The Beijing Customs District under the General Administration of Customs of China will introduce customs surety insurance from Sept 1, as part of its ongoing efforts to lower costs for small and medium-sized enterprises and improve efficiency.
“The new insurance scheme has been developed by the customs agency and an insurance company. It is the first time that the customs agency is introducing an insurance product as a new type of customs bond,” said Zhou Gonghua, chairman of Bank of China Group Insurance Co Ltd. Under the terms, importers are policyholders while the customs agency is the insured, according to Zhou.
A customs surety bond is a contract used for guaranteeing that a specific obligation will be fulfilled between customs and an importer for any given import transaction. The main purpose is to guarantee the payment of import duties and taxes.
Traditional customs bonds usually come in two forms: cash deposits and bank guarantees. “Bank guarantees are mainly issued to big companies with large credit lines, but difficult to obtain for small and medium-sized enterprises,” Gao Haifeng, deputy director of Beijing Customs District, said at a news conference.
To ease the burden for SMEs, the local bureau started to explore the insurance scheme, under the guidance of the GACC. The insurance can reduce the overall operating costs of enterprises, such as the cost of capital and institutional transaction costs, and thus promote companies’ development, Gao said.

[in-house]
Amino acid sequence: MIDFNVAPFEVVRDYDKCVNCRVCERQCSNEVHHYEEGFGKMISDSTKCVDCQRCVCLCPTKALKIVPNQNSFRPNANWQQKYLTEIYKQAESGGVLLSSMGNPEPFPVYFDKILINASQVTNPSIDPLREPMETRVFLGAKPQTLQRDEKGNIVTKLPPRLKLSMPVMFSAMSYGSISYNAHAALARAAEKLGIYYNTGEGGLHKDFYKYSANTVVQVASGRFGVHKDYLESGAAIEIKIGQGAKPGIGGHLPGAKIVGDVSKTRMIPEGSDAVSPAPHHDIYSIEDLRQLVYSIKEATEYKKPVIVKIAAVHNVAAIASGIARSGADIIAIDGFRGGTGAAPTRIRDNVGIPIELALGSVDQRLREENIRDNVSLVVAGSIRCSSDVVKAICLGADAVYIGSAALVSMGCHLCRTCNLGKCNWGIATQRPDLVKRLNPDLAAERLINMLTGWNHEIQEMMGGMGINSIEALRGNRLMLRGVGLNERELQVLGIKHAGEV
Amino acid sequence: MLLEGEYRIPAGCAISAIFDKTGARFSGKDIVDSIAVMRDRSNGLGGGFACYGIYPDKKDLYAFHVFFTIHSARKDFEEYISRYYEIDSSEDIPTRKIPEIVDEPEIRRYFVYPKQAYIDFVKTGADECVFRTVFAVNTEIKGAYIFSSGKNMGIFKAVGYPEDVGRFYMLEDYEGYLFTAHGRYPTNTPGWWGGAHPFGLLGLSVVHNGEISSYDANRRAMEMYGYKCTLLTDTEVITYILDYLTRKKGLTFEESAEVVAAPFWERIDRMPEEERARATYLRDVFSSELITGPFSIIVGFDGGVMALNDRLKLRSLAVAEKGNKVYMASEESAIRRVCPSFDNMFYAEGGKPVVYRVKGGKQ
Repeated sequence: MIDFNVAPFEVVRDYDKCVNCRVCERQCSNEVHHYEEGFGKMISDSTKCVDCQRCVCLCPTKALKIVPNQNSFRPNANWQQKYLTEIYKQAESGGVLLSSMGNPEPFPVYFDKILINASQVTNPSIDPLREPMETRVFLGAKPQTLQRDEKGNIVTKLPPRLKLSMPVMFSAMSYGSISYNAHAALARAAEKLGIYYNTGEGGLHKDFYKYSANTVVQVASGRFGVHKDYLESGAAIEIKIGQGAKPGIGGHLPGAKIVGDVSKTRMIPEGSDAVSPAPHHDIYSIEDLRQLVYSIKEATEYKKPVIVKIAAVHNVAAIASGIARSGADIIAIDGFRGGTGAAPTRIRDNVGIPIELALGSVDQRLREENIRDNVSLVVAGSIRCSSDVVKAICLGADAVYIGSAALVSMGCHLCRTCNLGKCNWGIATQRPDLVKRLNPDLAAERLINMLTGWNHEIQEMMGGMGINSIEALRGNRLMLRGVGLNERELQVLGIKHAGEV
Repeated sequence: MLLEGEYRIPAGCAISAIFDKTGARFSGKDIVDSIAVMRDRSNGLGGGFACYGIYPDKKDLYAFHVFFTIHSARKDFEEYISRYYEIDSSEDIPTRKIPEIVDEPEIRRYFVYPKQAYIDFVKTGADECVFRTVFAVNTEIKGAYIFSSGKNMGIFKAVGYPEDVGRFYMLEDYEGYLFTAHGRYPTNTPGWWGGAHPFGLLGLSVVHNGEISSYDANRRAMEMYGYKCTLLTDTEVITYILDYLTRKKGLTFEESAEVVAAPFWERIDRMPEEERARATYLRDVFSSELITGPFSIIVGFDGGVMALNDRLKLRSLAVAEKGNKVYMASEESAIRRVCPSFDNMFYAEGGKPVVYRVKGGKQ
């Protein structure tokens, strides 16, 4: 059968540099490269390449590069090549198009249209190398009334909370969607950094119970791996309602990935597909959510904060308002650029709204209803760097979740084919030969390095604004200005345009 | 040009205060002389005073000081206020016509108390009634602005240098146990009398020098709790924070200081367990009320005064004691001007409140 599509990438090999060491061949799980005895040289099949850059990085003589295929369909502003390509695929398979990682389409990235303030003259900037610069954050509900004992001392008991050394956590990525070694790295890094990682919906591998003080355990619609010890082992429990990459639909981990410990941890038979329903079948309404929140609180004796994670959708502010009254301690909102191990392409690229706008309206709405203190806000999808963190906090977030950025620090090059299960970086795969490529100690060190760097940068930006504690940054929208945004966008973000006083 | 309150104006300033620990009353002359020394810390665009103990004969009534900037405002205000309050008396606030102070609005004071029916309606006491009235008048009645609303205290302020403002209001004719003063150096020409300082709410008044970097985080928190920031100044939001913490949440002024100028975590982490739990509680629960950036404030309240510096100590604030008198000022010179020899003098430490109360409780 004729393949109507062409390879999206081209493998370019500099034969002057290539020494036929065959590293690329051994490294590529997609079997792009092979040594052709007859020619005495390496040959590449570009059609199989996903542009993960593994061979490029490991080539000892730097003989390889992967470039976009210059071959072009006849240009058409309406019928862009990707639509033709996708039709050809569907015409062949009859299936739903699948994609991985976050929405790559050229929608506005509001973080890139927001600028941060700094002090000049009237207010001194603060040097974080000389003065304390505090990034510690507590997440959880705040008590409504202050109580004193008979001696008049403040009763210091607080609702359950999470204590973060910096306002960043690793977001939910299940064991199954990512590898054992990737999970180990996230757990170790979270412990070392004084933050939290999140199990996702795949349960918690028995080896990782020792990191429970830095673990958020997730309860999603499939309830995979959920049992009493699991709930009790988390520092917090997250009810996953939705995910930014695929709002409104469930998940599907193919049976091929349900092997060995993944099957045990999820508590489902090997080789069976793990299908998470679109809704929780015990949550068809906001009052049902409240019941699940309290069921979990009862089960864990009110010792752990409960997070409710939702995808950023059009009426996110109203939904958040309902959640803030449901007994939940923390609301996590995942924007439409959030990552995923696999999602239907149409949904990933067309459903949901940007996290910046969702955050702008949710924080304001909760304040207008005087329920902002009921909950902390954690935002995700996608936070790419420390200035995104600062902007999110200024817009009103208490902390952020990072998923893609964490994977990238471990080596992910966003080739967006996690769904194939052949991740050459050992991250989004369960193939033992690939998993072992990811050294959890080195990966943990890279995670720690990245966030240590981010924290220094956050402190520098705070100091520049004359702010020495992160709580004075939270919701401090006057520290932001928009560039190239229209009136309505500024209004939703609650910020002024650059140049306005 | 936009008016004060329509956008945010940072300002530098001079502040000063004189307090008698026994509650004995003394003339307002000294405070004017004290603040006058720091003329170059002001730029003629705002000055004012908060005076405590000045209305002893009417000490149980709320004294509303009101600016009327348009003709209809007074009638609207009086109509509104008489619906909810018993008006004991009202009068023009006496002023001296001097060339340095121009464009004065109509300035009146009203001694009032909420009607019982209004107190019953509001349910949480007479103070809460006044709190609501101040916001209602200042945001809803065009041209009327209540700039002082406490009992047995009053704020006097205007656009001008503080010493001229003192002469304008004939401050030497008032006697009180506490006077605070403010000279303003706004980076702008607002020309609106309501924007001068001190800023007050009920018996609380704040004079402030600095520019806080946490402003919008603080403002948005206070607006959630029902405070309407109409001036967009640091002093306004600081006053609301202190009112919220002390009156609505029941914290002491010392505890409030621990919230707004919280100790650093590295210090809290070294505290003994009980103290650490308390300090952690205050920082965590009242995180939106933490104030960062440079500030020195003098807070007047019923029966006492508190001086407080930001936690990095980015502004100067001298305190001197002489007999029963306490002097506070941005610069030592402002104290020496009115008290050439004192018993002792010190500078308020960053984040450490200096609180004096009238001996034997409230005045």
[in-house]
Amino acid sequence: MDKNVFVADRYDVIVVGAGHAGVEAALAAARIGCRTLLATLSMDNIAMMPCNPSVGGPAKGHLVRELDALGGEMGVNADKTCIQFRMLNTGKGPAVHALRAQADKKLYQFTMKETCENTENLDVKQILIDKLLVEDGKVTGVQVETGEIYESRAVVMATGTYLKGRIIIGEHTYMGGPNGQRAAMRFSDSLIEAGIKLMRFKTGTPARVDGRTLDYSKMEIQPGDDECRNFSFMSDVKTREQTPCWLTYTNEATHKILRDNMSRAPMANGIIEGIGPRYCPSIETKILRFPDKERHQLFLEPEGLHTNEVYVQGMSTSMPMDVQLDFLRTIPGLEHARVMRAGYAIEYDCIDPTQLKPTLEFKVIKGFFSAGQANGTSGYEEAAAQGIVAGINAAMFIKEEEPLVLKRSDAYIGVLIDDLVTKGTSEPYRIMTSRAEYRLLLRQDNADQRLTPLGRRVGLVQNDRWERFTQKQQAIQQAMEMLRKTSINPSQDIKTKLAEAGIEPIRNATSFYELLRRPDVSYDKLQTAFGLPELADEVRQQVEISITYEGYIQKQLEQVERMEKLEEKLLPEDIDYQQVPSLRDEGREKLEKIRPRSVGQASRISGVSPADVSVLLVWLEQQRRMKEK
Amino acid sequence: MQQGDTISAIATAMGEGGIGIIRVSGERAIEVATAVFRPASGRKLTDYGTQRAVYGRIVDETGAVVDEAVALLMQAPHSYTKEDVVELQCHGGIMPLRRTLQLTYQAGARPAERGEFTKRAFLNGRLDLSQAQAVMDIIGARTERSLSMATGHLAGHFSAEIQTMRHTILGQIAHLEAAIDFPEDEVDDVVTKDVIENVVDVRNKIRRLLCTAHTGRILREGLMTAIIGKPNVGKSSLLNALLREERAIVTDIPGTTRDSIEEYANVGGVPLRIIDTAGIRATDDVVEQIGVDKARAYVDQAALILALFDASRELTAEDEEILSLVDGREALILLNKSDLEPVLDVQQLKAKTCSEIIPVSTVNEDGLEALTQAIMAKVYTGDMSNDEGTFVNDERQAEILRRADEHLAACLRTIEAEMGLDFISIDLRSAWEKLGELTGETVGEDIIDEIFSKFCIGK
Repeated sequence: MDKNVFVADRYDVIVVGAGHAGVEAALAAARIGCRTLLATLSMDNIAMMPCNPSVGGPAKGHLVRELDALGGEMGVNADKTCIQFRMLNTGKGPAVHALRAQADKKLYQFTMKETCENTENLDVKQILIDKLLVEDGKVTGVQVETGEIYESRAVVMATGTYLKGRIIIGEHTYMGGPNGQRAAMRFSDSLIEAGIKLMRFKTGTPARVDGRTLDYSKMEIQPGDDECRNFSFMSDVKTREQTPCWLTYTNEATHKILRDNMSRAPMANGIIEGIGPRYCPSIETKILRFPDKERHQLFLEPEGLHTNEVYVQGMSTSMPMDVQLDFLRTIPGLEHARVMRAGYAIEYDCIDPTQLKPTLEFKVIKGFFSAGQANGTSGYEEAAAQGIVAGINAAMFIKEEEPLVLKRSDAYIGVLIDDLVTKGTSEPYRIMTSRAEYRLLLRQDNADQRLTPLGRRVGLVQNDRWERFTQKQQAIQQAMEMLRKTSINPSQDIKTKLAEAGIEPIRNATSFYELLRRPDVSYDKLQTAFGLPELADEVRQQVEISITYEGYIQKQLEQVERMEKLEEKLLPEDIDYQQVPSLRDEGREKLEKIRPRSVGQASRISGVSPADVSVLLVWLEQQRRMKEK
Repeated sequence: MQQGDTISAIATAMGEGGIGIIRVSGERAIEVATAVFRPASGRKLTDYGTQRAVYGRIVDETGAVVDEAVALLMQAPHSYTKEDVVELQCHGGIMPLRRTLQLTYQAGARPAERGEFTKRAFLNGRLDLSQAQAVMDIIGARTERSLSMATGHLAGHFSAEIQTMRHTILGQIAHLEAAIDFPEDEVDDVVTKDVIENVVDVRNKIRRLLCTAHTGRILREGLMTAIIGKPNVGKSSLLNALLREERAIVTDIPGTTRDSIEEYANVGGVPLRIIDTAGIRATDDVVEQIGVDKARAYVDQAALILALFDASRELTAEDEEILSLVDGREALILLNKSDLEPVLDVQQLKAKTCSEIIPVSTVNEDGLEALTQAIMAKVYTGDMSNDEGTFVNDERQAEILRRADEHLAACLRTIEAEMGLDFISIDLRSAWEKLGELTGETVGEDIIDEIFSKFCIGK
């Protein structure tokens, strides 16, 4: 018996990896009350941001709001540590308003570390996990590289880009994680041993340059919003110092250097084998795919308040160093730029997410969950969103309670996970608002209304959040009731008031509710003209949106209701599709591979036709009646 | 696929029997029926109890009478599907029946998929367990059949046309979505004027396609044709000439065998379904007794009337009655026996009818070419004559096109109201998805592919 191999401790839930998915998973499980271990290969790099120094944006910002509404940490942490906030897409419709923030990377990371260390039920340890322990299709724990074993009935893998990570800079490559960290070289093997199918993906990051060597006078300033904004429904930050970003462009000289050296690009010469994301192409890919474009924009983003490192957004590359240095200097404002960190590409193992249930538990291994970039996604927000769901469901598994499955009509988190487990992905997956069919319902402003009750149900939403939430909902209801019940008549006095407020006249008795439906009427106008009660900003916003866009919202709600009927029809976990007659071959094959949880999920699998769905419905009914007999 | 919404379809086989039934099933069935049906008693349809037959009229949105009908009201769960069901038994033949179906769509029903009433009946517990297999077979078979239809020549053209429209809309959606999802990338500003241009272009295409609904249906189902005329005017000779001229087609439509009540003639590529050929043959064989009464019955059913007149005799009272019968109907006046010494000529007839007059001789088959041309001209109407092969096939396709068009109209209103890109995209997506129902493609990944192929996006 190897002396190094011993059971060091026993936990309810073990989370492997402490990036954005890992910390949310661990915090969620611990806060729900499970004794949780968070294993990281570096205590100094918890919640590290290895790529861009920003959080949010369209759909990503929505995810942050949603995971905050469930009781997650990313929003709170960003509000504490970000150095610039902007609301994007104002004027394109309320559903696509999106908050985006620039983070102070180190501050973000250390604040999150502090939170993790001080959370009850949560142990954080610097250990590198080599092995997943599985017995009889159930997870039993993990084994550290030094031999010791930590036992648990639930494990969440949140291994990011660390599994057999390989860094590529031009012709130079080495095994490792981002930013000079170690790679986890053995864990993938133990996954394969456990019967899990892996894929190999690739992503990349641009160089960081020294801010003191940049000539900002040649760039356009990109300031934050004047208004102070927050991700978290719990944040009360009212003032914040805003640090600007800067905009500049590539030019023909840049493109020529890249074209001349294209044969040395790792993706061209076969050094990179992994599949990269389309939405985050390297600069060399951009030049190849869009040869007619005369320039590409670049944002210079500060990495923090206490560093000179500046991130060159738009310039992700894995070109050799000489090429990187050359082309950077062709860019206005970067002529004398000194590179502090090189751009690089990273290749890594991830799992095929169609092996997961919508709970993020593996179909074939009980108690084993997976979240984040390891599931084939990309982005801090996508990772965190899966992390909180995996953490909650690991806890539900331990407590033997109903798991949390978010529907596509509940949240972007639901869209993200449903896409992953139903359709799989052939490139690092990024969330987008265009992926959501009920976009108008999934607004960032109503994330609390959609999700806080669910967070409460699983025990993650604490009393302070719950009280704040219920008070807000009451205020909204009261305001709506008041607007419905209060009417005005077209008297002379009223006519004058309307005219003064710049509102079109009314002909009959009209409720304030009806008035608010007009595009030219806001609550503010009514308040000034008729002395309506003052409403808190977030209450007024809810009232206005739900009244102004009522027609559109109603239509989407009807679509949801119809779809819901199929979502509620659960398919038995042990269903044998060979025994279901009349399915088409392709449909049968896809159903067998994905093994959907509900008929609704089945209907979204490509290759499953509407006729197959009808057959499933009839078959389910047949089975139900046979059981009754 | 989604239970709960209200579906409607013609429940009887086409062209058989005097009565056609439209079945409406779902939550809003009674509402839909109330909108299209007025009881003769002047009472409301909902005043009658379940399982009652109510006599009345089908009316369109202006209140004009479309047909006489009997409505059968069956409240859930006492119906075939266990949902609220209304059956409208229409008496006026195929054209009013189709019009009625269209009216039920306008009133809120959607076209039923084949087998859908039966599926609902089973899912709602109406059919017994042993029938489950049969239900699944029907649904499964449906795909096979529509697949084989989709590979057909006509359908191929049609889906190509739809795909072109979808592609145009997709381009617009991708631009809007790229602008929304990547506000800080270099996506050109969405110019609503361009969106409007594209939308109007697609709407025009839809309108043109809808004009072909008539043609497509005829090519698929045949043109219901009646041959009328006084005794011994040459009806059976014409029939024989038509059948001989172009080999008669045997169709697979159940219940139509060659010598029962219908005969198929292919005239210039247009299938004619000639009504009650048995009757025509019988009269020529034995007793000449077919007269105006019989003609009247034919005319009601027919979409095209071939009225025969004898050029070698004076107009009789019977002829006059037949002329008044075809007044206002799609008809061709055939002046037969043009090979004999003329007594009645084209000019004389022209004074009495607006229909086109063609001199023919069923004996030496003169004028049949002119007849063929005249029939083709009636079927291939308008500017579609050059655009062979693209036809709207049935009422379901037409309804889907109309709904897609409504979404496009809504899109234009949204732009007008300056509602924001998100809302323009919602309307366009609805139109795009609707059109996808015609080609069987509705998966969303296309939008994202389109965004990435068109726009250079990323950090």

For companies who have to pay deposit for 300 million yuan ($43.9 million) of tax each month, the insurance can help them save interest of 5 million to 10 million yuan annually, he added.
Exerion (Beijing) International Fine Arts Logistics Co Ltd, a service provider for trading art works, used to pay large amounts of deposit. For auctions this spring, its deposit amounted to 450 million yuan, according to the company’s general manager Wang Wenzheng.
The company bought the Customs insurance on Aug 28 helping it save capital costs and boosting the efficiency of imports, Wang said.
The Chinese government has been continuing efforts to promote reforms to delegate power, streamline administration and optimize government services.
SMEs have emerged as important pillars that support both the economy and social stability, which generates about 60 percent of GDP and 80 percent of jobs, according to China Association of SMEs.
Amid a wider nationwide push to reduce taxes and charges, there are targeted measures designed to support SMEs by lightening their financial burden.
Last May, China announced measures to encourage research and development by tech firms through favorable tax terms. SMEs in the technological sector can deduct an additional 75 percent of the R&D costs that occurred before paying taxes, effectively lowering their taxable income.